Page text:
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University Compiles List of Best Education Careers Outside of Classroom

University Compiles List of Best Education Careers Outside of Classroom

If you want to be involved in education but don't want to teach, fear not. For those that want to get into the education field but do not necessarily want to be classroom teachers, Georgia Southern University has compiled a list of the best education professions alternative to teacher.

The first two on the University's list include school counselor and school psychologist. Both typically require graduate school education, but are in-school positions that let those interested in education help individual students needs, as seen on

Tracy Linderholm, Georgia Southern University professor and associate dean of graduate education and research and composer of the list, says that both counselors and psychologists are important for providing students with personalized education.

"'[S]chool psychologists often administer psychoeducational assessments to help gauge students' individual emotional and academic needs ...They also can work with with parents and teachers to help address a child's social/emotional functioning in a school setting,'" she said, according to the article.

Further, those interested in education can pursue reading coach and English as a Second Language specialist to help individual student needs, as well. These two different careers help improve students' grasp of the language, whether they have learning disabilities or are new to learning the language.

The latter is not a specific position as of right now, but many school systems are discovering the importance of having someone with an ESOL certification on board. You could be that person who understands and teaches "language acquisition and cultural diversity."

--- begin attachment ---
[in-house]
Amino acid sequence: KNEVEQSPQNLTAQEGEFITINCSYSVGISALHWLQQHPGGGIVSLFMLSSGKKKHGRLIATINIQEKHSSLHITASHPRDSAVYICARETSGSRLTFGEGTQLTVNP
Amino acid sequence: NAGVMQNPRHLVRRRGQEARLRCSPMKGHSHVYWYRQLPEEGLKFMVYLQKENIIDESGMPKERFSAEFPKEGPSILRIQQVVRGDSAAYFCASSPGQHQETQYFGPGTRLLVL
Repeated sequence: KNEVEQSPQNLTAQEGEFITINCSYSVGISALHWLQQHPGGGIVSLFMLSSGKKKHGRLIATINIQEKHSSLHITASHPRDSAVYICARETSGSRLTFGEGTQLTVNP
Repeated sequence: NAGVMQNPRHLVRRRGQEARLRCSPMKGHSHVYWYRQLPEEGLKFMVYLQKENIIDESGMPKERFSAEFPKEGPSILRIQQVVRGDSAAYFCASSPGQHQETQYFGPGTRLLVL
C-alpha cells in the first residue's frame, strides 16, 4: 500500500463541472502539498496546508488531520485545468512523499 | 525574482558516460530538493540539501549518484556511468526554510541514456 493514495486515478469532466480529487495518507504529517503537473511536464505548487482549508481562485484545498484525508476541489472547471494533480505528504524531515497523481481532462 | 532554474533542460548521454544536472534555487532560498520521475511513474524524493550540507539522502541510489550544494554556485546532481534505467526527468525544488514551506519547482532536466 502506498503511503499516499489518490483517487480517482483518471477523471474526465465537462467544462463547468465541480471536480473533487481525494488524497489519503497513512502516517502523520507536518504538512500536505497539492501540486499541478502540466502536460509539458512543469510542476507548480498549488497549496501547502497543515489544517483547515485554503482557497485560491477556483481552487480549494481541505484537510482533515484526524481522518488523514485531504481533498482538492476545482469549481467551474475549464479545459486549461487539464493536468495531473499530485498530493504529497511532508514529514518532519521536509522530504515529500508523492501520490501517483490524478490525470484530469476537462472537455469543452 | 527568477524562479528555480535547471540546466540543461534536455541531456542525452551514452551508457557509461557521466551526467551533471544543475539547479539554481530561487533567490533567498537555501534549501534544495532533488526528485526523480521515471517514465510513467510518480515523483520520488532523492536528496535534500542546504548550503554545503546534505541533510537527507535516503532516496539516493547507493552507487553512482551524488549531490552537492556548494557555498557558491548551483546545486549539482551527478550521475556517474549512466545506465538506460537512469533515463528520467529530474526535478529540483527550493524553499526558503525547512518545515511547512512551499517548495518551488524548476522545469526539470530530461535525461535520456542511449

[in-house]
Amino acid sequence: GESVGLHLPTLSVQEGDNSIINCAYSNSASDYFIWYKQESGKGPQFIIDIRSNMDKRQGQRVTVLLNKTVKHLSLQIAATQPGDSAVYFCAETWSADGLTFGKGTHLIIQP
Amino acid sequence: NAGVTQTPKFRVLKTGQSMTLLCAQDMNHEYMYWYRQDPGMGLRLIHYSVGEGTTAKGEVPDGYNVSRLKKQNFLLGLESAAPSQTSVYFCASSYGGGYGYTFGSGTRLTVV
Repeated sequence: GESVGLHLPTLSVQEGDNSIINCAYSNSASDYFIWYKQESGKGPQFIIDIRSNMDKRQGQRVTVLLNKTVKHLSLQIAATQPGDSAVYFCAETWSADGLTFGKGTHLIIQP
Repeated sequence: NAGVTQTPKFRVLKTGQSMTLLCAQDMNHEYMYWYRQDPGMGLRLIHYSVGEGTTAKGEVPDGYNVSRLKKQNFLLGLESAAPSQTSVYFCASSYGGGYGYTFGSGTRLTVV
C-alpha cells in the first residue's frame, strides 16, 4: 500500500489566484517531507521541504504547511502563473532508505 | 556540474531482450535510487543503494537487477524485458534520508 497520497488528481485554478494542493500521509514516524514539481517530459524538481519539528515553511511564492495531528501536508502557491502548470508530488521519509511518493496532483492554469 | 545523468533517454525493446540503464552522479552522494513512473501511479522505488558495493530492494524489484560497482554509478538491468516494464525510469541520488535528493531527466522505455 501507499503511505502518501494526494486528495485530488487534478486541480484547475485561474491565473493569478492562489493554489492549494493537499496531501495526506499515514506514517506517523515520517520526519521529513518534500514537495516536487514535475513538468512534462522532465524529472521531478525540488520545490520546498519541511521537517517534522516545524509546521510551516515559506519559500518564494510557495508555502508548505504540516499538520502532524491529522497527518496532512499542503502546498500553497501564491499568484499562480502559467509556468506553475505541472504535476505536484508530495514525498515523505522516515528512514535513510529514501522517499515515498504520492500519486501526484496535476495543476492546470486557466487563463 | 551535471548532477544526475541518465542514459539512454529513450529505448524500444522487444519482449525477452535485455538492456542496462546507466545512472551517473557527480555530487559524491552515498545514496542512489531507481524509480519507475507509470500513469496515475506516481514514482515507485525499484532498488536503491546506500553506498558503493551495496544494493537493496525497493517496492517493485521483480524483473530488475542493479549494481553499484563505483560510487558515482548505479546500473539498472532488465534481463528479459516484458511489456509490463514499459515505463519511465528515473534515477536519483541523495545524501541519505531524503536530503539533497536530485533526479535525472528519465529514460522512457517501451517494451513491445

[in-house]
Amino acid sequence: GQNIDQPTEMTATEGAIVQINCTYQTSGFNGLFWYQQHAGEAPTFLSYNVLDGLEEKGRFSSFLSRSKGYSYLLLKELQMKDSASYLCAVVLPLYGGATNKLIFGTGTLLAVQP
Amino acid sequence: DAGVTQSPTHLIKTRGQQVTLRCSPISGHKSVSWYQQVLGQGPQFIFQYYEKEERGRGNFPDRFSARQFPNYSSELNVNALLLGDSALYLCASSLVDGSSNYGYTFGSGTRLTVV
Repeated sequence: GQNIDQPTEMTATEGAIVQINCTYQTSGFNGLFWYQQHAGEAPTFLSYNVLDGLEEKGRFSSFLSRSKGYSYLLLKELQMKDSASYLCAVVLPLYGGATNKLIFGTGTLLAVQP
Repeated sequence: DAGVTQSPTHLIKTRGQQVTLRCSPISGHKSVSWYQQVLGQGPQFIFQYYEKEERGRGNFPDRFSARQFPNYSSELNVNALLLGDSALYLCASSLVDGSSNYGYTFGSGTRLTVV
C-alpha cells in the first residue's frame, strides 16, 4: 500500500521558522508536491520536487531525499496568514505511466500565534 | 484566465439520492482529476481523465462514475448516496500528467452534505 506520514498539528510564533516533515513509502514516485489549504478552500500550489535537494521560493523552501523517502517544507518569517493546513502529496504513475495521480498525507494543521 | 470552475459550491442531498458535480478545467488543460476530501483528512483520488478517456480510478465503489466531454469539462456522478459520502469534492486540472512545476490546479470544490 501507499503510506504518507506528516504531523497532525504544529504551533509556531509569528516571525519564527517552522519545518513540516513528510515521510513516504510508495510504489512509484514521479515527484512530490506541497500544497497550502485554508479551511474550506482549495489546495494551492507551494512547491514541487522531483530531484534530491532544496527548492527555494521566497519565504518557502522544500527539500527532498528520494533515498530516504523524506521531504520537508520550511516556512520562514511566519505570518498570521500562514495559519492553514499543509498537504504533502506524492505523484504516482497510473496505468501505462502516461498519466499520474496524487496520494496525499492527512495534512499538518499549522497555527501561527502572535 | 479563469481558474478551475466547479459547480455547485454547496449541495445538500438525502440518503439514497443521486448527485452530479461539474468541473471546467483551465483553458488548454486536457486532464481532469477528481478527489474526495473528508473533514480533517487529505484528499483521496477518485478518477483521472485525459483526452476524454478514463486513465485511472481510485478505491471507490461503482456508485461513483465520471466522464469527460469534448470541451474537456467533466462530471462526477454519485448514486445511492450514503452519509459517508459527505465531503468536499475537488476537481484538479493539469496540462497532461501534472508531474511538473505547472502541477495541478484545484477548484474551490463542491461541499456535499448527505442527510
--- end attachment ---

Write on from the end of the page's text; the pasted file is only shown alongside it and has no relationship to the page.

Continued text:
If you're interested in helping schools out in the technology field, School Library Media Specialist and instructional technologist might be positions you would consider. As a specialist of media in the school library, you would help assist teachers in acquiring relevant materials for their classroom instruction. As districts become more tech-savvy and school libraries begin to host an array of modern tech, your job would likely include knowing about it all to explain use to others.

And as schools and districts begin initiatives to integrate more technology into classrooms,the need and demand for technology experts is growing. You could be the person who works on individual school tech needs or even work for an entire district.

Finally, the last recommendations on AJC's list include positions of leadership education like principal or superintendent. These are critical positions that help coordinate and ensure the school and district is doing the best they can to educate students.

Time to job search? Read the full list here and comment below.

Article by Nicole Gorman, Education World Contributor


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